Mike Montagne [00:30:29] And they, they mentioned that, until they put in the dam at Lake o’ the Pines, that they had paddlefish there in the system. And that struck me right there. And I just thought and thought to myself, well, you know, maybe we’re looking at the wrong dam. And so we started talking about the dam when it was built and how that might be affecting things. And so we kind of started drifting away from the paddlefish ladder, knowing that, you know, a project of that size was going to be a million dollar project, which is pretty tough to get funded for something you’re not sure that’s even going to work. I’m not sure how many paddlefish fish ladders have been built, but I don’t even know what they would look like. And so we were kind of laughing and joking about it. And I just started thinking more and more about it after we left that day that, you know, do we… One, we don’t know that they lost the fish because they went over the dam. And two, before I wanted to spend that kind of money, I wanted to make sure that was really the issue.


Mike Montagne [00:31:33] And so we started thinking about what we could do to prove they would stay in there. And of course, radio tracking came to my mind because I’ve been, I’ve done it in the past. And that’s a good way to track some fish and find out what they’re doing in the system and where they’re going. So it actually took a couple years of us talking to folks and trying to get everybody on board.


Mike Montagne [00:31:56] And about this time to the Senate Bill 3, which was the, it was the, it was an effort by the Texas Senate to make sure, to ensure that rivers were getting ecological flows so that there wasn’t just all for humans in trying to protect water rights and flows for the rivers in Texas. And about, and actually before then, there was a group in the Big Cypress Bayou and the Caddo Lake area that were trying to come up with some environmental flows that they wanted to start implementing coming out of Lake o’ the Pines. And so there was already this big group doing this. They came up with some environmental flows and they actually implemented them in 2011, voluntarily implemented them, I want to say too, in 2011.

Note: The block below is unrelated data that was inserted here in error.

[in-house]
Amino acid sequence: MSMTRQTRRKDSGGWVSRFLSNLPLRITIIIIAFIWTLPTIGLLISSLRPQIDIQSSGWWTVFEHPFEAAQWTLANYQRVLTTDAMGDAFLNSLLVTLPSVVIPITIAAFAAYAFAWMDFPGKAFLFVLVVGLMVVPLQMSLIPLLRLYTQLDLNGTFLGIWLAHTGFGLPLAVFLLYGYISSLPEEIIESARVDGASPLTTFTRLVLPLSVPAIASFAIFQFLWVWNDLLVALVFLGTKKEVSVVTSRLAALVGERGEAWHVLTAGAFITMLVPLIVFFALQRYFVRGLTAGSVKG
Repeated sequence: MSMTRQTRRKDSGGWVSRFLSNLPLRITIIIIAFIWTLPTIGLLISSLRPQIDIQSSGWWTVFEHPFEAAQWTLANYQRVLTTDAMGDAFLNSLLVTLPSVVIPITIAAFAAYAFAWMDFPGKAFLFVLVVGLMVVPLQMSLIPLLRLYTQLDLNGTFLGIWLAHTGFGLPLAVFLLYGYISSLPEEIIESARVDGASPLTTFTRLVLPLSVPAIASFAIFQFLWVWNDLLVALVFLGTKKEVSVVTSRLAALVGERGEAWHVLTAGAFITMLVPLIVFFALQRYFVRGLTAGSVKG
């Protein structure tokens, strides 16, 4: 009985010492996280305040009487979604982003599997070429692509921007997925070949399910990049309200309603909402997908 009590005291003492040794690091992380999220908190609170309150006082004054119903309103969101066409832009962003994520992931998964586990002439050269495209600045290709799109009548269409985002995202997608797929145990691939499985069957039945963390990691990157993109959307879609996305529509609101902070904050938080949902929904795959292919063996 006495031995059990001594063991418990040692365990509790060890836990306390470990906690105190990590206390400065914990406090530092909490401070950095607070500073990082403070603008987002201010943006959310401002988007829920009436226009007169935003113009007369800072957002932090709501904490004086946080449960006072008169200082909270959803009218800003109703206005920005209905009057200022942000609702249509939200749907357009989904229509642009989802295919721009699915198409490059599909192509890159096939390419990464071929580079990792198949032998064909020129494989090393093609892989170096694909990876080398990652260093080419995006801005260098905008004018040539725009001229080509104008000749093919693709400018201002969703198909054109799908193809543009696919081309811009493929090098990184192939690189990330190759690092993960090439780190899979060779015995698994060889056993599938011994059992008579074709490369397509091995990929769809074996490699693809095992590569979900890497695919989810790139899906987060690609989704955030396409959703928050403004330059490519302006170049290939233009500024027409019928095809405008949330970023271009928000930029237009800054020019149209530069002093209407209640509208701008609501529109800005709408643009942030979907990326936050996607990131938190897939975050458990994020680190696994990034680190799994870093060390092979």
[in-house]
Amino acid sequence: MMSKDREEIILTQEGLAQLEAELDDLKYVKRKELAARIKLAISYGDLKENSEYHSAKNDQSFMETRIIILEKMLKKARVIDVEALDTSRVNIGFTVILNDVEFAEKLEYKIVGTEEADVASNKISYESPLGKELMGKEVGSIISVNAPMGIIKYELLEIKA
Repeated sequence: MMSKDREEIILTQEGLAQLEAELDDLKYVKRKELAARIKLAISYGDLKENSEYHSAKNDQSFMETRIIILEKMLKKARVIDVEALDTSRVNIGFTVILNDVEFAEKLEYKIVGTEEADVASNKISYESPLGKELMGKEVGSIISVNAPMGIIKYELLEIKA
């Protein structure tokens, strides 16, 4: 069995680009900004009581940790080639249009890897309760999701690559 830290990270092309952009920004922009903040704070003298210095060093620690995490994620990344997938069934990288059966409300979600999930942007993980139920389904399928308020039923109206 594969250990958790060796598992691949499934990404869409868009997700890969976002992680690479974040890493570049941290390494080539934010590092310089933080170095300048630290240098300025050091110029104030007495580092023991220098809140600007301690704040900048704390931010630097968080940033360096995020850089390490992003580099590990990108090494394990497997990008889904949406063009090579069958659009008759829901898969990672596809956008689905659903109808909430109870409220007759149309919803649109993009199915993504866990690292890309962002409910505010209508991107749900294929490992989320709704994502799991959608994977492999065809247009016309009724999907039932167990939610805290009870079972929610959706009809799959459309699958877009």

Mike Montagne [00:32:48] Well, that’s right there. And from our talks and others have been thinking this, too, is that we, we kind of directly attributed the loss of paddlefish in that system to the way the dam was being run, or at least the dam being there, that maybe it was just in the way it was being run because it was not being run in ecological fashion until it’s up to that point in 2011.


Mike Montagne [00:33:15] So we started garnering support to begin a paddlefish, kind of a, just kind of an example project, to see if we could actually get them to stay in there. And we got a lot of support. And so by 2014, we actually were able to start a project that we started putting radio tags, fish back into the Big Cypress Bayou to track what areas they would use and see if they would stay on this on the upstream side of the dam or whether they would in fact go over that. So what we did is we, we implanted  47 one-year old paddlefish that we got from Tishomingo National Fish Hatchery up in Oklahoma with some one-year radio tags and you actually do surgery on the fish and plant the tag right inside their body, sew them back up and then release them back into the water.


Mike Montagne [00:34:16] Well we had 47 of those fish. And we stocked them into the Big Cypress to quite a bit of hoopla. There’s a lot of fanfare. A lot of press was there. A lot of people were sponsoring the fish and they could track their fish on a website because we’d get in and track the fish all around the Big Cypress Bayou and Caddo Lake. And then we’d announce what their locations were whenever we’d go out and they were able to track those fish. And we are getting a lot of attention.